If you are a lover of professional sports, you will have witnessed the exciting rise of mixed martial arts over the last decade. The sport has been around for generations, of course. Still, it has exploded onto the mainstream in recent times thanks to the unparalleled success of the Ultimate Fighting Championship, a surge in the number of bouts screened on television and live streaming apps and the rise in sponsorship money that accompanied it.
MMA was, for many years, viewed as a sidenote to boxing, but today it holds its own against the noble art in viewing figures, fight purses and the treatment of fighters. This has affected several industries, from buying MMA merchandise and training equipment to online gambling. Last year, millions of wagers were placed using smartphones as fans had a say on fights by placing their UFC best bets at the top sportsbooks.
It’s time to take the next step
You can watch MMA from the comfort of your armchair, follow the sport on social media and discuss the latest results with friends. But if you want to get up close and personal and gain a strong understanding of the life of a UFC fighter, you can try MMA for yourself. There are now more gyms teaching amateur and professional MMA fighters than we have ever seen in the past, but you don’t have to be the next Conor McGregor to get involved.
Mixed martial arts is great for fitness, building confidence, learning self-defence and meeting new friends. Before starting, there are a few things to consider, and in this article, we aim to bring our readers up to speed. By the end of this page, you will know how to start training MMA for fitness.
Finding a gym
This is the most important part of the process and will determine your training level, how long you will keep going to the gym and the results. A carpenter is only as good as the tools they have at their disposal, and you wouldn’t go to a boxing gym to learn the guitar. You must find a gym that ticks each of the following – it’s safe, friendly, welcoming, insured and filled with people who are sympathetic to new arrivals. Anything less could see you end up getting hurt or losing heart early.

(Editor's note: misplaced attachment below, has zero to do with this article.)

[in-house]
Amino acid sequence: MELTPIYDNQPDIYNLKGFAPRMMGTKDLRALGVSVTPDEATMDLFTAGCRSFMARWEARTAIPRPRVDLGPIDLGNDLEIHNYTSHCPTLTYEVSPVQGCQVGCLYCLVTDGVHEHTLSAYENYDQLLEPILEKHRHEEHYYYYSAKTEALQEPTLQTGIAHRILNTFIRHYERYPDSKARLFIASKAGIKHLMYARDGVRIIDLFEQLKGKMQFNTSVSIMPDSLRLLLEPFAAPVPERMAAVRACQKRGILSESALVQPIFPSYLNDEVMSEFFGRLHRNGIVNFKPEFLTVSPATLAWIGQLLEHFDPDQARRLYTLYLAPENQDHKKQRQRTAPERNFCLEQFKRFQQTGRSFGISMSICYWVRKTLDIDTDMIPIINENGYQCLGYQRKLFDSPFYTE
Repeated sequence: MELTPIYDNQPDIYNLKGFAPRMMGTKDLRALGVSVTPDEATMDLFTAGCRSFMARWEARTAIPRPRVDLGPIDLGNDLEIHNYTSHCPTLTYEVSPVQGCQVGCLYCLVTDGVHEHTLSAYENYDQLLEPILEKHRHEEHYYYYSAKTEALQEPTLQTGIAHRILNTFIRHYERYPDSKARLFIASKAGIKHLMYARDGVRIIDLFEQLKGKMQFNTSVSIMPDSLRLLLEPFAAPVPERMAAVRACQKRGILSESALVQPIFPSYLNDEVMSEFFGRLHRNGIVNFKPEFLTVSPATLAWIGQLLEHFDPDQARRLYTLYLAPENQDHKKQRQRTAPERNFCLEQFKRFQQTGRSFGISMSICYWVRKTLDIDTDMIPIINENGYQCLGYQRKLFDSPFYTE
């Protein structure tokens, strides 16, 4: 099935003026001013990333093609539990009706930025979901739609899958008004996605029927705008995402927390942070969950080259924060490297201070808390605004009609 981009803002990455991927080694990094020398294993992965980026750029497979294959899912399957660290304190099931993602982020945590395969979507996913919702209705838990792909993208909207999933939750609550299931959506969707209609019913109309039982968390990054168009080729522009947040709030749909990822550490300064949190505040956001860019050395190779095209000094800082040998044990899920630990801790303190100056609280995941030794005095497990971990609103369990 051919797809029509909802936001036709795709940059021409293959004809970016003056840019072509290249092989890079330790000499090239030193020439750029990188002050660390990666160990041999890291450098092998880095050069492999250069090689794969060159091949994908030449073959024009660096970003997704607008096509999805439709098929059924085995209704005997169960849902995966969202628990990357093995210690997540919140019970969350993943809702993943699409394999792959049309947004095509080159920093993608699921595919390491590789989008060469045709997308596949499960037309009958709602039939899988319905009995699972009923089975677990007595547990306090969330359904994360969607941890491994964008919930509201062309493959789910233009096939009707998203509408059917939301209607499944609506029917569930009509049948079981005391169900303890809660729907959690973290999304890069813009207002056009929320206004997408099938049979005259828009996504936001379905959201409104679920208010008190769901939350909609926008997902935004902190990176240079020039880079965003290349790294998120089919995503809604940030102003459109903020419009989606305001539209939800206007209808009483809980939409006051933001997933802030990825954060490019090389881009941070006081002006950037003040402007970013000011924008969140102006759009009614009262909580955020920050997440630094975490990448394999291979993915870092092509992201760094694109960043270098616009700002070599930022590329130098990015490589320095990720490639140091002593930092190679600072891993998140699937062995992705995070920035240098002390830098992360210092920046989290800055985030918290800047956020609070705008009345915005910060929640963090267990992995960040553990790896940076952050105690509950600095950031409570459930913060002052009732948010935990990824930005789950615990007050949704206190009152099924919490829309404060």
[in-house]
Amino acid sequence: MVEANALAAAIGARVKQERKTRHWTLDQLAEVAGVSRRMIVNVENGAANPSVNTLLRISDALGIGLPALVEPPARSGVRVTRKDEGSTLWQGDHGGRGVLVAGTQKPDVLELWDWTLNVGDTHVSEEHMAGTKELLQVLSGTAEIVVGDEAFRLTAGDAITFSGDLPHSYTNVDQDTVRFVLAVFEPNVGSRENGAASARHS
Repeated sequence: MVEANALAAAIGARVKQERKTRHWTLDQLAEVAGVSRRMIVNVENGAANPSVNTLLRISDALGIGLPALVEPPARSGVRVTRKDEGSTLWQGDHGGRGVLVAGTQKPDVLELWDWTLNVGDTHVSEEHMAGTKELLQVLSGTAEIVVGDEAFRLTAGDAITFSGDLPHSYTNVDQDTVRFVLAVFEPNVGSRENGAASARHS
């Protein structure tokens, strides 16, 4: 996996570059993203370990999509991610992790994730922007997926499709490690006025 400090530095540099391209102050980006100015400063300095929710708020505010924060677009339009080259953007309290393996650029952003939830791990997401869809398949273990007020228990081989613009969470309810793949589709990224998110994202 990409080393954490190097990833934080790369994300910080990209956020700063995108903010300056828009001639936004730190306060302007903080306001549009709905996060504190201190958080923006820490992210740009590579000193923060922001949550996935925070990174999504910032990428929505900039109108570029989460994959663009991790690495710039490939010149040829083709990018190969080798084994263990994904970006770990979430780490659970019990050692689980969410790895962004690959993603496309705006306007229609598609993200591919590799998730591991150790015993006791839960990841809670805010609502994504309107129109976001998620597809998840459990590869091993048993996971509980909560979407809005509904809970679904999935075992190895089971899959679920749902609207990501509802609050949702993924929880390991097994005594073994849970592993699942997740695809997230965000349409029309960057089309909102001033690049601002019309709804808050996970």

Find an MMA or BJJ gym local to you and check out the online reviews, training times and other information. Then visit the gym in person and talk to the coaches, discussing your requirements, background, previous injuries and what you want to achieve from your time there. Then drop by on a night when they are training and watch from the sidelines to get an idea of what to expect. There may be fighters there who are far more talented than you at present, but they all must be on the same page as you are. They must understand your limitations and be willing to help you improve. To be fair, no combat sports gym worth visiting will be full of people wanting to hurt you.
Everyone inside the building, whether a beginner or a UFC champion, would have been where you are. Nervous, anxious, new to the game and eager to learn. If they are genuine people and the coaches want to get the best out of you, they will be happy to help. If you have even the smallest feeling that the gym doesn’t follow these rules, don’t waste your time as there are lots of great MMA and BJJ gyms out there, even if it takes a bit of travelling.
On your first night, you will need training clothes, such as shorts and mma shirts. You want something you will be comfortable wearing and can sweat in. Because you will sweat, trust us on that one. The more you attend classes, the more you will get a feel for the equipment needed. This includes hand wraps and boxing gloves for boxing and Muay Thai, shin guards, and possibly a BJJ Gi. This stuff can be picked up quite cheaply, and the gym will help steer you in the right direction.